N + 1 article – but different

Posted on January 7, 2020

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I get to eat some words πŸ™‚

Alexandra Logue tweeted that hey, there was lots of evidence that supporting students in college level math *worked* with a link to a study: “Should Students Assessed as Needing Remedial Mathematics Take College-Level Quantitative Courses Instead? A Randomized Controlled Trial.”

Erm. Yes. I was skeptical. And when I glanced through and saw that the study screened for students who opted into it, were freshman right out of high school, and at A Certain Level of remediation, it smelled an awful lot like … the other studies I’ve read about.

Well, this mornign I had to return the rental for my drive East and back (very thankful that I stick to the more southern I-68 instead of PA Turnpike, which had enough more snow/ice to have a horrific wreck with a tour bus and semi trucks…)… the Enterprise guy took me to work but it was bus trip back, so golden opportunity to actually peruse said study.

First and foremost, the “opting in” was to the study in general (as in, you don’t do research on people without consent). The students were *then* randomly assigned into “remedial algebra” like they would have been assigned, “remedial algebra with support,” and “actual statistics as in college level with support.” So. Kinda huge. Now, the opting in *did* say “hey, you’ve a 1 in 3 chance of being in the group that has the chance to skip all this remedial stuff entirely!” but… basically that was it. Teachers weren’t even told the details — just that they were trying to include a group of students who otherwise would be in remedial sections.

Notes as I read… the “3 reasons why co-req shoudl work” were that a: the assessments could be wrong about some students, b: spending a full semester in “not college” is de-motivating and c: good grief, lots of stats is less abstract manipulation of symbols and is connected to the real world.

( I wish that somehow quality of instruction could be worked in here…)

Now, regarding the Certain Level, more on that later but in discussing “other things people tried,” more intensive global remediation is available for students “with multiple remediation needs.” So, these students aren’t being dismissed here. The “certain level” and their being first-time freshmen intending to major in disciplines not requiring college algebra … were for statistical consistency, not to filter for better odds of things looking like they were working. There were so many other meticulous and laborious examples of attention to those kinds of details — go ahead and read it πŸ˜‰ Actual… control group research… as if it were science and not “well I said I’d do somethign for this journal and I want funding for my program and I JUST KNOW IT WORKS.” Stuff was *analyzed.* πŸ™‚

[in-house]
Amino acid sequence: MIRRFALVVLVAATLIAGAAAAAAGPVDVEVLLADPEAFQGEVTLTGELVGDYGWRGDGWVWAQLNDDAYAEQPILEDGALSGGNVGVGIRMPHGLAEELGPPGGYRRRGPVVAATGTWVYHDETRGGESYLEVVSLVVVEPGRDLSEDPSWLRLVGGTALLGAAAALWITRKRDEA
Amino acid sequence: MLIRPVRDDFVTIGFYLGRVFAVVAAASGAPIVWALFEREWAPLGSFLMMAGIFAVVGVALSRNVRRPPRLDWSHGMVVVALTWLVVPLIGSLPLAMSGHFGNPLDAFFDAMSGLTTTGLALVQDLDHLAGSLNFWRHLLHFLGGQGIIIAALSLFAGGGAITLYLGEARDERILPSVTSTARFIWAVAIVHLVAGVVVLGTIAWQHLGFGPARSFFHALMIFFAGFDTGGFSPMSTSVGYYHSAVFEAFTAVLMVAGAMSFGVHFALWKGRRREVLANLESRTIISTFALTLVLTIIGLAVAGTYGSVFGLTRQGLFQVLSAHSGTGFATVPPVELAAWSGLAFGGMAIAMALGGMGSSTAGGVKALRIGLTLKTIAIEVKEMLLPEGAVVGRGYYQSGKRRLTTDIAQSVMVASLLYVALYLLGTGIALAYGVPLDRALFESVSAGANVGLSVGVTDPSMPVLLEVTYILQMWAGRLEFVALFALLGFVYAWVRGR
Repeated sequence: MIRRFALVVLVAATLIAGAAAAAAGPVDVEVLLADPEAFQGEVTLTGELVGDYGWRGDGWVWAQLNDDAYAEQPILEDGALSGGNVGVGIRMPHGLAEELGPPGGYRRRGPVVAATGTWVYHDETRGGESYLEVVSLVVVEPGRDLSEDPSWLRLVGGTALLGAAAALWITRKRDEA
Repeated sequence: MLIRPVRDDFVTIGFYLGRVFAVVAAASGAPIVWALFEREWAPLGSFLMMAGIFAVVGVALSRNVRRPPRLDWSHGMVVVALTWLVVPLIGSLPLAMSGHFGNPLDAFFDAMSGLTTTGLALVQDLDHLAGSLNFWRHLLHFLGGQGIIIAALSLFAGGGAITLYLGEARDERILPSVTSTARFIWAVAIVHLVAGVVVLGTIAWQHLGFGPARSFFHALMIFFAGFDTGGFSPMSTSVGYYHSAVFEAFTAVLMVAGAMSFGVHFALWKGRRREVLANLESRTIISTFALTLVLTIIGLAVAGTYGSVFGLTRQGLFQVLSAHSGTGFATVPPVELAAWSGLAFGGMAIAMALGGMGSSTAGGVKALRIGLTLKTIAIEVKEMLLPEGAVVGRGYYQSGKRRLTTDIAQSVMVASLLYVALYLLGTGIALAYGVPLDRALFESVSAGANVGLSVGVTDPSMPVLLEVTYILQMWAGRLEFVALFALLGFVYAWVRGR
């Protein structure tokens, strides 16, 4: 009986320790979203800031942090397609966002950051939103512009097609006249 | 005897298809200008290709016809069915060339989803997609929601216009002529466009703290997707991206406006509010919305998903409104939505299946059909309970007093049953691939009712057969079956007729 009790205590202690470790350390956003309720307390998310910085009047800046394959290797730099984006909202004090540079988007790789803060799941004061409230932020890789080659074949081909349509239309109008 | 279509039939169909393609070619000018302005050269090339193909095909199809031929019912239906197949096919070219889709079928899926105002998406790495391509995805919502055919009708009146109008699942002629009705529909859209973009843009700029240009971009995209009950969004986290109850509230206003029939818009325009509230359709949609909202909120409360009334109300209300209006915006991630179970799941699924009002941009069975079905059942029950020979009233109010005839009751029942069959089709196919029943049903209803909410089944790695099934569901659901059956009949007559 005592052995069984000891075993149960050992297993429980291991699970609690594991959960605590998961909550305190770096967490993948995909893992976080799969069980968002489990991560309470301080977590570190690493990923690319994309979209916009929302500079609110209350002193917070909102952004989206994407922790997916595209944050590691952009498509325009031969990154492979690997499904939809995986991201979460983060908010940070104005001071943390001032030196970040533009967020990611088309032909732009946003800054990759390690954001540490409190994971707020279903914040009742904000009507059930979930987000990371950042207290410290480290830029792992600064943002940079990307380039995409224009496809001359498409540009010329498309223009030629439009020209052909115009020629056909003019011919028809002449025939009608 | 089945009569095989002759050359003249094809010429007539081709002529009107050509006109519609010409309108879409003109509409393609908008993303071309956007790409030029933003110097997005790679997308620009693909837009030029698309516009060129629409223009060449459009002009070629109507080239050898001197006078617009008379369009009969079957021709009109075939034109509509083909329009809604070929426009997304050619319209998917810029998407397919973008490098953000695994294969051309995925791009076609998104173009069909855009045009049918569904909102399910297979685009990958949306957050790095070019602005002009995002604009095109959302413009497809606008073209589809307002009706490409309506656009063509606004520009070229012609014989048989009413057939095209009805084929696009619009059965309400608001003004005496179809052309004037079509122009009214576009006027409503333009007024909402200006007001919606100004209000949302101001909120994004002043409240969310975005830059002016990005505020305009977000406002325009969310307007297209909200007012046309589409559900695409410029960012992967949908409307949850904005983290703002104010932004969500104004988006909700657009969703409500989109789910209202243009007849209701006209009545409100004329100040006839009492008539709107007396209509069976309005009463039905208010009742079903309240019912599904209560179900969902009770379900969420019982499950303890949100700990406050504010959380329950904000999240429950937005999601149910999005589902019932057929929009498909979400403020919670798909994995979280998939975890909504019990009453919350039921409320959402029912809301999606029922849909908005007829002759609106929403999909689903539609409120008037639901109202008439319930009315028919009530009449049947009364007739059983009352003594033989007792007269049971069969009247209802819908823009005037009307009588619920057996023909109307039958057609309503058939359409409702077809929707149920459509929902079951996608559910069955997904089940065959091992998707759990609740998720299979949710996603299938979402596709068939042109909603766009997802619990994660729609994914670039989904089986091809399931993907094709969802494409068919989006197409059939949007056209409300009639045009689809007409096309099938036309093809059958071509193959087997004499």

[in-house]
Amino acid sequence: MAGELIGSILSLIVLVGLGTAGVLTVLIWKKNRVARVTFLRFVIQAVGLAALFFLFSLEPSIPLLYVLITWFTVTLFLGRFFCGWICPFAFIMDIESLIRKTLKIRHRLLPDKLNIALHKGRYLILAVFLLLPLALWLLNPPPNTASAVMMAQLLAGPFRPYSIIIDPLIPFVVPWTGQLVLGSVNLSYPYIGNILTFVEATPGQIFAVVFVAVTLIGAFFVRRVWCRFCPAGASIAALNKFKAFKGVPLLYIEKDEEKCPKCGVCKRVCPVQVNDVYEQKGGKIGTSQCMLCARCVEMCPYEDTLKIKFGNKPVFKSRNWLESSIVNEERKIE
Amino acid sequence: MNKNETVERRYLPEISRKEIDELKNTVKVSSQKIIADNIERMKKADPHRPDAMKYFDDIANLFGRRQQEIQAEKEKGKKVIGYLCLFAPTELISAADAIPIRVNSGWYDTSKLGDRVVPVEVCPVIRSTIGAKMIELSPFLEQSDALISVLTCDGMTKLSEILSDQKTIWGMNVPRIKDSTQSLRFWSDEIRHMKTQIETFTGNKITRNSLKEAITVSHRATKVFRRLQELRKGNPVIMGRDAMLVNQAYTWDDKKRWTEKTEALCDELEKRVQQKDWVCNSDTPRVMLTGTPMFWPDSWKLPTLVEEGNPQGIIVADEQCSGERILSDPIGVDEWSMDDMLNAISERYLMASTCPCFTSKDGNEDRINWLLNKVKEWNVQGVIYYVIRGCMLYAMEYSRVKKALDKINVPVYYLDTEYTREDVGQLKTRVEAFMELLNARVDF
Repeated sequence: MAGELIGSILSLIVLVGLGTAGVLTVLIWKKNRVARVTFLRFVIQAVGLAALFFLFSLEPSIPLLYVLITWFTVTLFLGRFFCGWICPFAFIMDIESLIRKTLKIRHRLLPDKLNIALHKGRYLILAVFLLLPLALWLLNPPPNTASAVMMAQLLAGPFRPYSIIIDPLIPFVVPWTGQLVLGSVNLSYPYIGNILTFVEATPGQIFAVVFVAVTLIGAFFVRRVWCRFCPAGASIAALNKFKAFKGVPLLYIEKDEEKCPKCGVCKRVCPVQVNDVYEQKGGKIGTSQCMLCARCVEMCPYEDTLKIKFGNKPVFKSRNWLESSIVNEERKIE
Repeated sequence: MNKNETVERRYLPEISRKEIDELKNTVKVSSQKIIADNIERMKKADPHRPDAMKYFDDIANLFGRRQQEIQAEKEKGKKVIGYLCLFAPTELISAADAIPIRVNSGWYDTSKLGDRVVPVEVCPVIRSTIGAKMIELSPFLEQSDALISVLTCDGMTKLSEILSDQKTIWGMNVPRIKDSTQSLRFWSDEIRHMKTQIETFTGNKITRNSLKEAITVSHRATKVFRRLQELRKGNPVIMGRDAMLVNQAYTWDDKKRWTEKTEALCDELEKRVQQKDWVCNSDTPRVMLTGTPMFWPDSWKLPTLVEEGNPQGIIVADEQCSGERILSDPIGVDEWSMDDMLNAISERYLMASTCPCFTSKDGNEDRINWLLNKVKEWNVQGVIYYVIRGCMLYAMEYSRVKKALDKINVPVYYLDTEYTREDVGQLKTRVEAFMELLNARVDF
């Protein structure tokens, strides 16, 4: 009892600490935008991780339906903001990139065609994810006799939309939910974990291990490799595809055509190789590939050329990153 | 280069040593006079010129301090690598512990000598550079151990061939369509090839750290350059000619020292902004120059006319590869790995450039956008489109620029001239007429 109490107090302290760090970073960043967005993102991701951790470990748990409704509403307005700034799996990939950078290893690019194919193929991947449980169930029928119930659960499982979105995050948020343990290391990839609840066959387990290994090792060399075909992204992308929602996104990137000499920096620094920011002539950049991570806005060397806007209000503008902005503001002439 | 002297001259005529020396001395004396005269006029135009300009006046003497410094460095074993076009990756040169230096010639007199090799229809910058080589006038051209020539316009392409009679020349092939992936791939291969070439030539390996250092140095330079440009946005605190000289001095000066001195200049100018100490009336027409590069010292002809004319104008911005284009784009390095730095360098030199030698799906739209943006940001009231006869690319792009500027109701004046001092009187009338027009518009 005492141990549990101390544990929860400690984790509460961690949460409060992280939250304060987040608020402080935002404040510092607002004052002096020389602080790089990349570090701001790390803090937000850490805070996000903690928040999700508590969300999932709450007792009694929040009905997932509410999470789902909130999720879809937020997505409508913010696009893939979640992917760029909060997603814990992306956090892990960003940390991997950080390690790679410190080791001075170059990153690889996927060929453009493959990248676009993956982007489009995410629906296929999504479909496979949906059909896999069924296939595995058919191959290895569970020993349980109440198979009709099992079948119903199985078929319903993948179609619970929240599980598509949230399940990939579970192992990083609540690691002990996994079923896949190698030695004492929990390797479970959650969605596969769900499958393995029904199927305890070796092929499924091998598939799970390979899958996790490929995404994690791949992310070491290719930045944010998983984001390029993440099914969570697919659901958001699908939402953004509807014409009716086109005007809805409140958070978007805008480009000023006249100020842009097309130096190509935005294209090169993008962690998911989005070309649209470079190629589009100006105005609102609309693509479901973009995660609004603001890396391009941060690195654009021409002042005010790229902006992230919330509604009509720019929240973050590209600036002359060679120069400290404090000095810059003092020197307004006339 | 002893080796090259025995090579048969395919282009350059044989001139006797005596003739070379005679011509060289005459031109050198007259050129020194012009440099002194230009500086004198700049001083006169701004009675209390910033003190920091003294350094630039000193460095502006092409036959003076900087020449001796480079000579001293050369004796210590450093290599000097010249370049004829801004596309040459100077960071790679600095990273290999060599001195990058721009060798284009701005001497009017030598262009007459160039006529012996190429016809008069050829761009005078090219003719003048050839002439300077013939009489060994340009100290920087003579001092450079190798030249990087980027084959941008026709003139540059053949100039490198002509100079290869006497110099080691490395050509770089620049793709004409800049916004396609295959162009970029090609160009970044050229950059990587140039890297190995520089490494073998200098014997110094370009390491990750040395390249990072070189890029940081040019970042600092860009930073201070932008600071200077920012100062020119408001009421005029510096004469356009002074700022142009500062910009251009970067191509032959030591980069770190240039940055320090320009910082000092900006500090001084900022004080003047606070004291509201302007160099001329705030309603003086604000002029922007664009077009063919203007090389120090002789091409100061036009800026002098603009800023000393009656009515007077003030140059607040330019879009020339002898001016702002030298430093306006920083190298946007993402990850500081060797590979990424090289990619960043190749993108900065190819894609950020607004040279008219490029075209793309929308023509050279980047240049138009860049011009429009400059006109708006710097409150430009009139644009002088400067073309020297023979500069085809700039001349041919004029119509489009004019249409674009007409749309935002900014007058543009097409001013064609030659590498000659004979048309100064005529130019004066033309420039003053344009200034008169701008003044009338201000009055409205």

The other huge “okay, I was wrong about this one happiness was that

“All outcomes other than a passing grade, including any type of withdrawal or grade of incomplete, were categorized as not passing.”

Oh. Another “that changes things.” So many other “successes” only count course completers, despite the fact that many if not most students if they know aren’t passing will “take a W” rather than an F. Many steps were taken to ensure instruction was consistent and differences in teaching weren’t the hidden factor.

Oh, and another thing: the “support” wasn’t just academic. The support included bus passes so students could get there. The “workshops” to supplement the instruction were well designed.

The folks in the stats class w/ support had the best results — *and* because the students were allowed to take college level stuff otherwise… they did well in those courses, too, supporting that idea that “well, actually, knowing the quadratic formula isn’t what gets you through college level courses.”

Now, I still don’t like the word “all” in there with the relatively unqualified “college leve with support.” I know administrators and legislators who really think gateway courses *should* filter out an awful lot of people, so “put ’em all in college level — here’s some support! Sink or swim!” happens. YES, many of the sinkers have been sinking in how we currently do “developmental math,” but it’s not because they “really could do it if they tried harder with a little help.”

Imagine if the studnets could opt in to arithmetic remediation like in this study and then do this πŸ˜‰

And yes, I’ll be sharing this πŸ™‚

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